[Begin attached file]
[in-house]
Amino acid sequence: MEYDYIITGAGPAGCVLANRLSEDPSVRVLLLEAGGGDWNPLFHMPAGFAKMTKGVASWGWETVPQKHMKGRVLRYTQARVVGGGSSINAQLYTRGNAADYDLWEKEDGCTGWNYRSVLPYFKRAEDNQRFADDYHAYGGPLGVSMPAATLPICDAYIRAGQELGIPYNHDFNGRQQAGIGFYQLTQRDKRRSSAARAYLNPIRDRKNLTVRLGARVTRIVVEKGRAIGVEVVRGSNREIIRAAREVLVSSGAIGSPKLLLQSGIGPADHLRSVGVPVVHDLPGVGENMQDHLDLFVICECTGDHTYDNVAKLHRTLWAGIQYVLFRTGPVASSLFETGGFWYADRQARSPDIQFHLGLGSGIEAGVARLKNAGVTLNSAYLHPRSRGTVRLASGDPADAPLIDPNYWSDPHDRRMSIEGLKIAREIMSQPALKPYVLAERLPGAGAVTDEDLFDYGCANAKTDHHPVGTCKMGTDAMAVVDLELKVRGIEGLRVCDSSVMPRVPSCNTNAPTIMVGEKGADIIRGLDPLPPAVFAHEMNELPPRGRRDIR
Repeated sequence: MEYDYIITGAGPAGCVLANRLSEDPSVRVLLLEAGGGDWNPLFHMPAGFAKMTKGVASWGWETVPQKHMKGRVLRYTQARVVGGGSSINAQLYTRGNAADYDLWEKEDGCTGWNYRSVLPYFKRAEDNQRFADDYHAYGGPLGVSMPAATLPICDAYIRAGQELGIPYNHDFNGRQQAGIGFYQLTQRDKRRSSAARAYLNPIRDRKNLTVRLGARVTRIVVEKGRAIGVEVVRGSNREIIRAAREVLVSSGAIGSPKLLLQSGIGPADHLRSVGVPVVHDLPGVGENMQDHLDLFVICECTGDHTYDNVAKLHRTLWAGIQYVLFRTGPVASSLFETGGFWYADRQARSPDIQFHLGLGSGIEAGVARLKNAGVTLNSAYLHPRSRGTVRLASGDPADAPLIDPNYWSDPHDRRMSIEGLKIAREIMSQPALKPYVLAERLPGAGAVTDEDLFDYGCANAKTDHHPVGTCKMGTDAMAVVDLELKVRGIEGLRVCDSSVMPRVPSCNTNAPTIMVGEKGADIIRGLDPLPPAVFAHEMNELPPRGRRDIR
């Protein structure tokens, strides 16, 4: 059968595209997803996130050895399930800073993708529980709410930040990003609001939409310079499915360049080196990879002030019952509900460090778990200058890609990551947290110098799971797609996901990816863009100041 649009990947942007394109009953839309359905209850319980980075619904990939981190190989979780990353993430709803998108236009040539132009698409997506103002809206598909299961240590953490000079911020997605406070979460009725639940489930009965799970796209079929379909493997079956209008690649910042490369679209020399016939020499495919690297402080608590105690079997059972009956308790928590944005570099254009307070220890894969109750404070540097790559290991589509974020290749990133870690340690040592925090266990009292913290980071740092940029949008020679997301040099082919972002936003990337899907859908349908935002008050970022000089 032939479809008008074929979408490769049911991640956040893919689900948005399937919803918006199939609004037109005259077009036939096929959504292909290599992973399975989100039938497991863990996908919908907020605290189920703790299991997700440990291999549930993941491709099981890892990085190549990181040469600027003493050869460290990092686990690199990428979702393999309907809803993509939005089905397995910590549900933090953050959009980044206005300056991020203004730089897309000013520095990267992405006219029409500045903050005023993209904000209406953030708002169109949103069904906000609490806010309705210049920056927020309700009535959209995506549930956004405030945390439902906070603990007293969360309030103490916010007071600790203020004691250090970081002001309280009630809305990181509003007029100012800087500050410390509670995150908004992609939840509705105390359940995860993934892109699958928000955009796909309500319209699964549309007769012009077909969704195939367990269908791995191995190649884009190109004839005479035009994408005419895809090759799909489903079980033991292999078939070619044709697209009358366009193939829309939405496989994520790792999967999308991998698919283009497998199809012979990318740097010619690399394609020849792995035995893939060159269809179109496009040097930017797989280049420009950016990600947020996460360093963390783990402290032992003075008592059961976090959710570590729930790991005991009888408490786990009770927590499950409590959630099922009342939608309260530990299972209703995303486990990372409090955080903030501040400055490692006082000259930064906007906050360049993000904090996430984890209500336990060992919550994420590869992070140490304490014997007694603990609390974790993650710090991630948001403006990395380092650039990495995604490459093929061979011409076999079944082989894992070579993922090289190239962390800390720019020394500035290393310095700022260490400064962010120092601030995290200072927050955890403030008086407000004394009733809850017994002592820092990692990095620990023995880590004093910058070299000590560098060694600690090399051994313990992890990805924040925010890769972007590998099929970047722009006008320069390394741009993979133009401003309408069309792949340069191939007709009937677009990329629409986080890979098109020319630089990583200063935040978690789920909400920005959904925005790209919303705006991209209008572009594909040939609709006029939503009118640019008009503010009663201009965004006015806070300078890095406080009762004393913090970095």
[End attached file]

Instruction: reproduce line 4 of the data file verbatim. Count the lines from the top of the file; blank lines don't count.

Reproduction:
């Protein structure tokens, strides 16, 4: 059968595209997803996130050895399930800073993708529980709410930040990003609001939409310079499915360049080196990879002030019952509900460090778990200058890609990551947290110098799971797609996901990816863009100041 649009990947942007394109009953839309359905209850319980980075619904990939981190190989979780990353993430709803998108236009040539132009698409997506103002809206598909299961240590953490000079911020997605406070979460009725639940489930009965799970796209079929379909493997079956209008690649910042490369679209020399016939020499495919690297402080608590105690079997059972009956308790928590944005570099254009307070220890894969109750404070540097790559290991589509974020290749990133870690340690040592925090266990009292913290980071740092940029949008020679997301040099082919972002936003990337899907859908349908935002008050970022000089 032939479809008008074929979408490769049911991640956040893919689900948005399937919803918006199939609004037109005259077009036939096929959504292909290599992973399975989100039938497991863990996908919908907020605290189920703790299991997700440990291999549930993941491709099981890892990085190549990181040469600027003493050869460290990092686990690199990428979702393999309907809803993509939005089905397995910590549900933090953050959009980044206005300056991020203004730089897309000013520095990267992405006219029409500045903050005023993209904000209406953030708002169109949103069904906000609490806010309705210049920056927020309700009535959209995506549930956004405030945390439902906070603990007293969360309030103490916010007071600790203020004691250090970081002001309280009630809305990181509003007029100012800087500050410390509670995150908004992609939840509705105390359940995860993934892109699958928000955009796909309500319209699964549309007769012009077909969704195939367990269908791995191995190649884009190109004839005479035009994408005419895809090759799909489903079980033991292999078939070619044709697209009358366009193939829309939405496989994520790792999967999308991998698919283009497998199809012979990318740097010619690399394609020849792995035995893939060159269809179109496009040097930017797989280049420009950016990600947020996460360093963390783990402290032992003075008592059961976090959710570590729930790991005991009888408490786990009770927590499950409590959630099922009342939608309260530990299972209703995303486990990372409090955080903030501040400055490692006082000259930064906007906050360049993000904090996430984890209500336990060992919550994420590869992070140490304490014997007694603990609390974790993650710090991630948001403006990395380092650039990495995604490459093929061979011409076999079944082989894992070579993922090289190239962390800390720019020394500035290393310095700022260490400064962010120092601030995290200072927050955890403030008086407000004394009733809850017994002592820092990692990095620990023995880590004093910058070299000590560098060694600690090399051994313990992890990805924040925010890769972007590998099929970047722009006008320069390394741009993979133009401003309408069309792949340069191939007709009937677009990329629409986080890979098109020319630089990583200063935040978690789920909400920005959904925005790209919303705006991209209008572009594909040939609709006029939503009118640019008009503010009663201009965004006015806070300078890095406080009762004393913090970095």